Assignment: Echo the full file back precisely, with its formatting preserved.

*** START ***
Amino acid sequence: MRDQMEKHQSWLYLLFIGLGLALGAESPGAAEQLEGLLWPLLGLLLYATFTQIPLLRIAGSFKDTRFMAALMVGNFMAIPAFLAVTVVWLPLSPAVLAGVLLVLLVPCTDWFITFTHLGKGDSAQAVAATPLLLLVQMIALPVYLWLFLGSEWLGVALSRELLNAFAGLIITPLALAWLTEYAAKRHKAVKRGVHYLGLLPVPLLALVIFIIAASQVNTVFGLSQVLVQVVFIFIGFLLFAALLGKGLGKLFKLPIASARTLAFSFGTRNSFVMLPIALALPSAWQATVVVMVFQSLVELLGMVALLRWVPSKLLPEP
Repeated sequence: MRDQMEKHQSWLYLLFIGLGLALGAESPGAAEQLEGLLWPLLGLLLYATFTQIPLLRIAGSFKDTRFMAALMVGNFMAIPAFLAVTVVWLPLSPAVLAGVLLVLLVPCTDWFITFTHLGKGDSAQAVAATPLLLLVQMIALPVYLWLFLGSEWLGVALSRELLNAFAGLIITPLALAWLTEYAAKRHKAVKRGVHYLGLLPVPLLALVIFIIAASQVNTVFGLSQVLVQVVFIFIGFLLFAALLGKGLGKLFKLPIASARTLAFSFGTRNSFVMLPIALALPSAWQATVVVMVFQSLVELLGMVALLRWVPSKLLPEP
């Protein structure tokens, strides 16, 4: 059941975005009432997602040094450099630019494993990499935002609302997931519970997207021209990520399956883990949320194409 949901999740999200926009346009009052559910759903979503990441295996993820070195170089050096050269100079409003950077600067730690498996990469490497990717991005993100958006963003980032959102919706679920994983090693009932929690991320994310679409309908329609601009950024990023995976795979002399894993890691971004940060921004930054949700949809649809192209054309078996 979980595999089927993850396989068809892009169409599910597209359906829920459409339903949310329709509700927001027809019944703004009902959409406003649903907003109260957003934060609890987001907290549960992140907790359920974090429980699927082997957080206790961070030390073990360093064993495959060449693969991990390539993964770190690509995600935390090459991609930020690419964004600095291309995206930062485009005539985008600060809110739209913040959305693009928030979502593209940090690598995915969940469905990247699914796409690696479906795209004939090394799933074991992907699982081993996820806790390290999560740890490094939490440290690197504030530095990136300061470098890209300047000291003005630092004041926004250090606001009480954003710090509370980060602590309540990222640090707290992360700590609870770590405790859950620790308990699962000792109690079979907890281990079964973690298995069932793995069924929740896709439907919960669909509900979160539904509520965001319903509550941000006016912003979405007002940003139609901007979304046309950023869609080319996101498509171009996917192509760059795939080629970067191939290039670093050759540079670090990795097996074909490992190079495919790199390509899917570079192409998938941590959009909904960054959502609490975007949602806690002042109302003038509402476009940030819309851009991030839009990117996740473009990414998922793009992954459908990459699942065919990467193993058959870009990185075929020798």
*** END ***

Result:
Amino acid sequence: MRDQMEKHQSWLYLLFIGLGLALGAESPGAAEQLEGLLWPLLGLLLYATFTQIPLLRIAGSFKDTRFMAALMVGNFMAIPAFLAVTVVWLPLSPAVLAGVLLVLLVPCTDWFITFTHLGKGDSAQAVAATPLLLLVQMIALPVYLWLFLGSEWLGVALSRELLNAFAGLIITPLALAWLTEYAAKRHKAVKRGVHYLGLLPVPLLALVIFIIAASQVNTVFGLSQVLVQVVFIFIGFLLFAALLGKGLGKLFKLPIASARTLAFSFGTRNSFVMLPIALALPSAWQATVVVMVFQSLVELLGMVALLRWVPSKLLPEP
Repeated sequence: MRDQMEKHQSWLYLLFIGLGLALGAESPGAAEQLEGLLWPLLGLLLYATFTQIPLLRIAGSFKDTRFMAALMVGNFMAIPAFLAVTVVWLPLSPAVLAGVLLVLLVPCTDWFITFTHLGKGDSAQAVAATPLLLLVQMIALPVYLWLFLGSEWLGVALSRELLNAFAGLIITPLALAWLTEYAAKRHKAVKRGVHYLGLLPVPLLALVIFIIAASQVNTVFGLSQVLVQVVFIFIGFLLFAALLGKGLGKLFKLPIASARTLAFSFGTRNSFVMLPIALALPSAWQATVVVMVFQSLVELLGMVALLRWVPSKLLPEP
């Protein structure tokens, strides 16, 4: 059941975005009432997602040094450099630019494993990499935002609302997931519970997207021209990520399956883990949320194409 949901999740999200926009346009009052559910759903979503990441295996993820070195170089050096050269100079409003950077600067730690498996990469490497990717991005993100958006963003980032959102919706679920994983090693009932929690991320994310679409309908329609601009950024990023995976795979002399894993890691971004940060921004930054949700949809649809192209054309078996 979980595999089927993850396989068809892009169409599910597209359906829920459409339903949310329709509700927001027809019944703004009902959409406003649903907003109260957003934060609890987001907290549960992140907790359920974090429980699927082997957080206790961070030390073990360093064993495959060449693969991990390539993964770190690509995600935390090459991609930020690419964004600095291309995206930062485009005539985008600060809110739209913040959305693009928030979502593209940090690598995915969940469905990247699914796409690696479906795209004939090394799933074991992907699982081993996820806790390290999560740890490094939490440290690197504030530095990136300061470098890209300047000291003005630092004041926004250090606001009480954003710090509370980060602590309540990222640090707290992360700590609870770590405790859950620790308990699962000792109690079979907890281990079964973690298995069932793995069924929740896709439907919960669909509900979160539904509520965001319903509550941000006016912003979405007002940003139609901007979304046309950023869609080319996101498509171009996917192509760059795939080629970067191939290039670093050759540079670090990795097996074909490992190079495919790199390509899917570079192409998938941590959009909904960054959502609490975007949602806690002042109302003038509402476009940030819309851009991030839009990117996740473009990414998922793009992954459908990459699942065919990467193993058959870009990185075929020798």